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John the BeeMan's Blog - December 2014 - BBKA News & Diseases

Apiary Up-Date

I’ve made no inspections during November, although I tidied up my equipment and brushed off the plant debris from the pallets that the hives stand on.   The warm October and early November weather will have encouraged the bees to continue foraging and I am confident that plenty of pollen is now stored, ready for the Spring awakening.

Stored pollen ready for winter/spring
Stored pollen ready for winter/spring

BBKA News – November 2014. Items of interest


There are several articles on the problems with varroa.   Deformed Wing Virus (DWV) is one that we should all be able to identify, but would you know about Chronic Bee Paralysis Virus (CBPV)?   There is a good photo of a bee suffering from CBPV on page 365.   I bet you have noticed some of you bees looking similar to this, you will know what it is!

The message here is that we must all keep the levels of varroa down, otherwise these viruses will kick in.   There is an “Information Sheet” called Integrated Varroa Management (‘Fight the Mite’) on our website and the ‘Managing Varroa’ booklet by the NBU (Fera) should be studied.   There are several options, but the most important part is a really effective treatment during August/early September to ensure healthy bees are bred, ready for the winter.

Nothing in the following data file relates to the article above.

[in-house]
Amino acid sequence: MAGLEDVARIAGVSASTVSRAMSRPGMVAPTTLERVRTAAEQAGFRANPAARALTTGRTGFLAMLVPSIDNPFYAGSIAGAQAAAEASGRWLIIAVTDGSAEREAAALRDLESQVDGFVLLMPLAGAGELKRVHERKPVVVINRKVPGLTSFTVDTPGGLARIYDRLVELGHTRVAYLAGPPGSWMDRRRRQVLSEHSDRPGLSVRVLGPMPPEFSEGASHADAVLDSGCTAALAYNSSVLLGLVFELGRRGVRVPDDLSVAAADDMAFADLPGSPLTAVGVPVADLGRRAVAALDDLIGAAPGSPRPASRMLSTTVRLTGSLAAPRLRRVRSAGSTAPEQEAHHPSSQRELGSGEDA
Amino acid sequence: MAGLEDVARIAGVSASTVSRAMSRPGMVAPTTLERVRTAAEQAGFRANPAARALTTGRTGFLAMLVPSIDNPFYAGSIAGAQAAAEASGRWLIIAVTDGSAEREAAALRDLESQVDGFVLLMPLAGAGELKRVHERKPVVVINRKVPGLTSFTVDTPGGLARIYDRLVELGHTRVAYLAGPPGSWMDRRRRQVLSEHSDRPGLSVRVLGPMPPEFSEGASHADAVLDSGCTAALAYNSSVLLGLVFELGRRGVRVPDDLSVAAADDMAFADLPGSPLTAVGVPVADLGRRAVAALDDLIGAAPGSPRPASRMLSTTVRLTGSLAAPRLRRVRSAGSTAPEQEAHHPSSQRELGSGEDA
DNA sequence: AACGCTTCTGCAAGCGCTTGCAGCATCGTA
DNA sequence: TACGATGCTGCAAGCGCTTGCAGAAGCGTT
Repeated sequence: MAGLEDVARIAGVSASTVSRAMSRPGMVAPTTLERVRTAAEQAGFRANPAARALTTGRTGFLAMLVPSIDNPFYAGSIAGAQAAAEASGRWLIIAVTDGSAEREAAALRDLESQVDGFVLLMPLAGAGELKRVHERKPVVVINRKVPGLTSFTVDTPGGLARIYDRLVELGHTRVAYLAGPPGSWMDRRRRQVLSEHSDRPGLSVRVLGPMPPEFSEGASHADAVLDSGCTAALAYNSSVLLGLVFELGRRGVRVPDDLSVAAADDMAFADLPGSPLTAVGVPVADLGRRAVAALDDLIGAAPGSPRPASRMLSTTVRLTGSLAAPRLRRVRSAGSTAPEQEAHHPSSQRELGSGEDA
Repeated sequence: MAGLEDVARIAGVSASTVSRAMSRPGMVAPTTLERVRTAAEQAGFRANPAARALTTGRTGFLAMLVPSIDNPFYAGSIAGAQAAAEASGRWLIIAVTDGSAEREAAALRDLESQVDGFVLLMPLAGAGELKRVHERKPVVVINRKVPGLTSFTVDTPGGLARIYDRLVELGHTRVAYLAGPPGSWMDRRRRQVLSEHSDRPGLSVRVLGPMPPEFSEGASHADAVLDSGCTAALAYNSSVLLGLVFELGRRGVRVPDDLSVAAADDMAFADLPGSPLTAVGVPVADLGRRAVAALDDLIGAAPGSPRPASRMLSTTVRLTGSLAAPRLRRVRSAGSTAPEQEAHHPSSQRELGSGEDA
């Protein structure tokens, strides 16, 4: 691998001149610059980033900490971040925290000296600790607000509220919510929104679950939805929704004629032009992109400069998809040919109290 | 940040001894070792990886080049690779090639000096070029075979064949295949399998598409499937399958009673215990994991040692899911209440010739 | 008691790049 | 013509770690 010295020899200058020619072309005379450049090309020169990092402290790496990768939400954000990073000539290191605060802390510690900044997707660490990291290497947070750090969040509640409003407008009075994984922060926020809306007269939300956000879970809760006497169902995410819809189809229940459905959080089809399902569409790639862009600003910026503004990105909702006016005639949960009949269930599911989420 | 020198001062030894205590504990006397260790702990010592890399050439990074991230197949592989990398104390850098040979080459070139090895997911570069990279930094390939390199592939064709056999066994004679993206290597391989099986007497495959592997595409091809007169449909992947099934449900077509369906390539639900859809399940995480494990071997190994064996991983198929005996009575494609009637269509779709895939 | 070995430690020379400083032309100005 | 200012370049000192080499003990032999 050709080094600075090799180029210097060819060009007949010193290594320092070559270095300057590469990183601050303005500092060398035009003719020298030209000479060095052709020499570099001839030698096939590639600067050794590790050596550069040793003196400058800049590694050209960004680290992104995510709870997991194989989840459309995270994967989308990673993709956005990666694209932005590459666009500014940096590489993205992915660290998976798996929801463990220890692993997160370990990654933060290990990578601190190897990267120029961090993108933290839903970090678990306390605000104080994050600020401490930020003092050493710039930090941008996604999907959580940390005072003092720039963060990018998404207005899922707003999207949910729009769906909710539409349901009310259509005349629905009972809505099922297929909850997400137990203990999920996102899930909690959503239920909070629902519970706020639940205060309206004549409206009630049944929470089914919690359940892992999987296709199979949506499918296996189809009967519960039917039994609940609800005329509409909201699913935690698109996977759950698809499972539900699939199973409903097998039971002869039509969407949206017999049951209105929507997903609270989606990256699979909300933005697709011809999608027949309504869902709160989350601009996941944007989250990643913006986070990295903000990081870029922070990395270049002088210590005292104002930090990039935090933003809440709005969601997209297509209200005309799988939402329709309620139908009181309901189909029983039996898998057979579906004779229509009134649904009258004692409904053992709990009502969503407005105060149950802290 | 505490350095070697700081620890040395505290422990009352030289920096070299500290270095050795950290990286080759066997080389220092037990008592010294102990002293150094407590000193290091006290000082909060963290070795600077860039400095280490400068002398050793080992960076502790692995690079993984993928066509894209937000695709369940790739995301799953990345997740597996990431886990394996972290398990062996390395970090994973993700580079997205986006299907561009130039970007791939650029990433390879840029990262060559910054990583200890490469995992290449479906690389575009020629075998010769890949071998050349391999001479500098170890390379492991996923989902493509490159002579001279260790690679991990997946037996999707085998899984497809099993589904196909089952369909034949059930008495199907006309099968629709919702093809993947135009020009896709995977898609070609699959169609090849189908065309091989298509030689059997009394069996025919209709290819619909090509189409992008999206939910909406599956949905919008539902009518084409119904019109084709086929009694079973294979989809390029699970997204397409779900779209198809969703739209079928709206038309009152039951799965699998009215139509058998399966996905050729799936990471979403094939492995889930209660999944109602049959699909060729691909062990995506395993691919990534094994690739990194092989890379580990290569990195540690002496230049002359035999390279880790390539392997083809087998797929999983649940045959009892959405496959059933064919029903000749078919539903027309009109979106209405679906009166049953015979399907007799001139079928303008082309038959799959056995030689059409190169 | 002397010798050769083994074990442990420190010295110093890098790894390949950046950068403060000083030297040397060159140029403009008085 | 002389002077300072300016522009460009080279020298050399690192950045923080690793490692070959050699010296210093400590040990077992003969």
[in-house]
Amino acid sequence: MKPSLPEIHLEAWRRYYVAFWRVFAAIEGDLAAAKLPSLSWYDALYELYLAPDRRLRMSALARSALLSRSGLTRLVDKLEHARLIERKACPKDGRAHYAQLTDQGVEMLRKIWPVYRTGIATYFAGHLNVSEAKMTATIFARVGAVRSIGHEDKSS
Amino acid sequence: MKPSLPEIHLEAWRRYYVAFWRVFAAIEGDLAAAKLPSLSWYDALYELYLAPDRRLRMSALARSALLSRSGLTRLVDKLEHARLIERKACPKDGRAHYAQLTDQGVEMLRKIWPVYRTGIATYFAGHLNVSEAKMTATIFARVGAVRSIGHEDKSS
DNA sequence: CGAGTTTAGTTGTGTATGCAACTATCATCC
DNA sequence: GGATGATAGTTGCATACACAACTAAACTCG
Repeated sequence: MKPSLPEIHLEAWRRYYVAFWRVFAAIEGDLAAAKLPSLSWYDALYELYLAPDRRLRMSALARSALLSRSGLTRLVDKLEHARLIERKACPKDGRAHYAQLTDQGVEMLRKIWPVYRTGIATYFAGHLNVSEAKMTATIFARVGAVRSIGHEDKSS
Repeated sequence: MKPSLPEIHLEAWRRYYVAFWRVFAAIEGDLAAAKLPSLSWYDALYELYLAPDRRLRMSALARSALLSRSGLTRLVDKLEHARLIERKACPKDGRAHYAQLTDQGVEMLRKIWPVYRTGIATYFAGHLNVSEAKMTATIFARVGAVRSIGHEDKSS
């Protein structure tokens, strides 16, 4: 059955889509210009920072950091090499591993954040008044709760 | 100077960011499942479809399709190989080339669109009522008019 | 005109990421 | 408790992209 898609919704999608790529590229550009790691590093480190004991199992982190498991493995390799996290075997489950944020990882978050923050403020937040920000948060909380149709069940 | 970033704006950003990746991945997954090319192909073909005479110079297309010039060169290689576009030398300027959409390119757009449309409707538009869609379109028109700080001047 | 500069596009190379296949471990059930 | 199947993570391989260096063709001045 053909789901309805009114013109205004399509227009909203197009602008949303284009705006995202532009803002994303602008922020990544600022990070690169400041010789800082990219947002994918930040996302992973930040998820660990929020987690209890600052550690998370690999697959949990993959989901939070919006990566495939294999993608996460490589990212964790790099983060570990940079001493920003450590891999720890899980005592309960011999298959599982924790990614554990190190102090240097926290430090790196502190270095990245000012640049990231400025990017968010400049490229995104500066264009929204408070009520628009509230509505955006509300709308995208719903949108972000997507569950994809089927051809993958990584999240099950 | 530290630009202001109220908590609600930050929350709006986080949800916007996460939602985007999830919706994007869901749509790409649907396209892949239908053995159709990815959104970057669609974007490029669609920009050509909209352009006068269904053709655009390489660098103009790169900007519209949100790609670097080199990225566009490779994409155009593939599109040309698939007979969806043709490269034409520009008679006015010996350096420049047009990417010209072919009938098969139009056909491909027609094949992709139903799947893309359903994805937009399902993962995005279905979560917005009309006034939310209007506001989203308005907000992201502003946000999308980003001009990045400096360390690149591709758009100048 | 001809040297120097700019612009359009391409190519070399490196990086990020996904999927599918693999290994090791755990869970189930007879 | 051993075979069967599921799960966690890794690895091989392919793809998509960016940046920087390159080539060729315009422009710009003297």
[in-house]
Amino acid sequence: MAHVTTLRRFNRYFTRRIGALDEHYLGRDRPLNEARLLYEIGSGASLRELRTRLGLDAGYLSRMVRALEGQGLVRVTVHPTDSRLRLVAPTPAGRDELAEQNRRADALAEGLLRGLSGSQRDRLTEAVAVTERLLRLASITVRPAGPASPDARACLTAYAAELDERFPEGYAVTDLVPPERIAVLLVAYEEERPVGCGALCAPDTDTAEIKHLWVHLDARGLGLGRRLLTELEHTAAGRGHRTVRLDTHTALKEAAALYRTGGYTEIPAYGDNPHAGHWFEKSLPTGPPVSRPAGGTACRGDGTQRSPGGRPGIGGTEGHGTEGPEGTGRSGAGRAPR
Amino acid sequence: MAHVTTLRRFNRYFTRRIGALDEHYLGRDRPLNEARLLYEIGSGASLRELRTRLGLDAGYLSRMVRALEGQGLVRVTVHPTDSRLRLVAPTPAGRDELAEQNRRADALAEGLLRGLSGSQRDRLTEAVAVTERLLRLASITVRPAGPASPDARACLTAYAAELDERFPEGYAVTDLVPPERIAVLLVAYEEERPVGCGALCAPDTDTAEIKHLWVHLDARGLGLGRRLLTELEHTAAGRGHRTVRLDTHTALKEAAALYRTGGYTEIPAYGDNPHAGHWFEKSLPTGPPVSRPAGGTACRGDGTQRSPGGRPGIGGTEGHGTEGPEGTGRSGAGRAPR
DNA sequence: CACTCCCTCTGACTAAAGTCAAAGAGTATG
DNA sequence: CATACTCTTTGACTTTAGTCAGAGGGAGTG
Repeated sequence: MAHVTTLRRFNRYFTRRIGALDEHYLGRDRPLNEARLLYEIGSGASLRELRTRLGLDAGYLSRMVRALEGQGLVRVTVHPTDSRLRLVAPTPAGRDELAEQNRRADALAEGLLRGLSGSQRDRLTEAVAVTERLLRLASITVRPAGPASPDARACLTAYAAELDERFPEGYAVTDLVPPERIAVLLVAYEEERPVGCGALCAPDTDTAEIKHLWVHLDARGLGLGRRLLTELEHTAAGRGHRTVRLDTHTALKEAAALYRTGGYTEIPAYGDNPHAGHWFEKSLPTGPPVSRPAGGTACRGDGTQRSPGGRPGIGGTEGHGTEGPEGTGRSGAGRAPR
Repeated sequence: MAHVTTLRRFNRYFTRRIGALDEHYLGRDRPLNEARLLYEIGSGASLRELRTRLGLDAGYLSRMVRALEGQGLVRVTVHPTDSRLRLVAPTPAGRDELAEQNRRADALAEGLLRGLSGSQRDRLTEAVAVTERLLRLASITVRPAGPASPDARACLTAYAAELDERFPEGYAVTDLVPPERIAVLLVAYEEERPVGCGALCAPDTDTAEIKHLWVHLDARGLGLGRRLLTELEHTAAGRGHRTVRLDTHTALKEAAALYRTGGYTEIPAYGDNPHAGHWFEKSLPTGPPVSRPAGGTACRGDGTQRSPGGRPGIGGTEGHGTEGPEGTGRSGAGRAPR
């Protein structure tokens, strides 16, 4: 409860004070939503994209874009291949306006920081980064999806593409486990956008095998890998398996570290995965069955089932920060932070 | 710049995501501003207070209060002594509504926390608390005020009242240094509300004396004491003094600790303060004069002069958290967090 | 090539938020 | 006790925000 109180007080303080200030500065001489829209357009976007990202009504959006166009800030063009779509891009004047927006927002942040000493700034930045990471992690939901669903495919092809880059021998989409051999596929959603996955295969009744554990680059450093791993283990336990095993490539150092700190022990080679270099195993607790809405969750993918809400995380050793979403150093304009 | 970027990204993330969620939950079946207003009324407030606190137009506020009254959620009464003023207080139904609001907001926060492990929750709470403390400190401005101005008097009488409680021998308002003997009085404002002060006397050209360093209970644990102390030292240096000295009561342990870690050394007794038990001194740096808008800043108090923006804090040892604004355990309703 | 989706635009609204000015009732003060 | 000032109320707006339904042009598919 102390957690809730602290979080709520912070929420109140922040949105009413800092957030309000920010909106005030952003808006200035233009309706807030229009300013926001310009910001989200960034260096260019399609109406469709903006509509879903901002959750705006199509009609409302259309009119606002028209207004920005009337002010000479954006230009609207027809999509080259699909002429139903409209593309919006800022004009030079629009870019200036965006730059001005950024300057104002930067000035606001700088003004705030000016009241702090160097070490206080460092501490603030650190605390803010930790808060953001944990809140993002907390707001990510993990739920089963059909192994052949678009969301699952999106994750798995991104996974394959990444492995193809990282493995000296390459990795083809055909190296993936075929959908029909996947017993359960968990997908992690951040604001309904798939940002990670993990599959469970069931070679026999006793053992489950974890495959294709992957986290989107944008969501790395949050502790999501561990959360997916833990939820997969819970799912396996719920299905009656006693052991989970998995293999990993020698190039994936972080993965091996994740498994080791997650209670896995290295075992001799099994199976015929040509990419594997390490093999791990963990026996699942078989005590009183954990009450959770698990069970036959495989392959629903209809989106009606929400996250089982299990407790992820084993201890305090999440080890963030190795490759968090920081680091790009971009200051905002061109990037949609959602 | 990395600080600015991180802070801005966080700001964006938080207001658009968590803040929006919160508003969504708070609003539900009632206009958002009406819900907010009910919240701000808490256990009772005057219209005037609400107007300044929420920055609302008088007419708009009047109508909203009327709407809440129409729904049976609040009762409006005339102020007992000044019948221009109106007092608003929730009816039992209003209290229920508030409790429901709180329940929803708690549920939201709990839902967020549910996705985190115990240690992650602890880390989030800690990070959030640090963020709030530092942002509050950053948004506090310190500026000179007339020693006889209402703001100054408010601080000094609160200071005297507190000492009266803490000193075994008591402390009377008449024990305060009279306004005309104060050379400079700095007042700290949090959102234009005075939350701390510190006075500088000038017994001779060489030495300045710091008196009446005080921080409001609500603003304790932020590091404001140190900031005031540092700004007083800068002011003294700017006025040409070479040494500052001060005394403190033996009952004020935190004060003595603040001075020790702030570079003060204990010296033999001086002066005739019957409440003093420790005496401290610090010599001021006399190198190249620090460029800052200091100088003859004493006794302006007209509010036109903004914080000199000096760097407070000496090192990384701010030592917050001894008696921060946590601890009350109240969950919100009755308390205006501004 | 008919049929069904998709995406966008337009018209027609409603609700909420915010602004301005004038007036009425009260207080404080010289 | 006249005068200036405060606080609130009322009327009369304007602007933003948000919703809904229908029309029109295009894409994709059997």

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WBC Hives

This hive is praised on page 375-7 and I agree to all that is said.   I have 2 WBCs and the colonies overwinter really well in a hive that stays airy and dry.   The only slight complaint is the amount of propolis that is used between supers.

WBC hive being inspected
WBC hive being inspected

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BBKA News – December 2014 (I have only just received this). - Items of interest

Varroa – Again!!

There is always plenty to say about varroa as it is the one of the most influential pests of the colony that we have to combat.


EFB is always a possible problem and this article shows what it is about and where it was found during this year.   Our local inspector, Caroline Washington, is still trying to solve the outbreak around London N2/3 as many of you will have received warning emails that it is within 3 km of your bees.   One important way to keep this at bay is to regularly change the brood frames, best done in the spring.

AFB does not seem to be such a problem.   You must make yourself aware of the telltale signs of both these diseases.

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Honey Survey

Always interesting to compare these with your harvest for 2014.


  • I must order oxalic acid from Thornes, ready to apply around Christmas.
  • Also order frames and foundation for comb changing.
  • I will be checking mite drop for a week before the oxalic treatment and the week after it and will let you know the results.

Don’t forget the bees’ Christmas present of either fondant or candy, just in case they are short of supplies.

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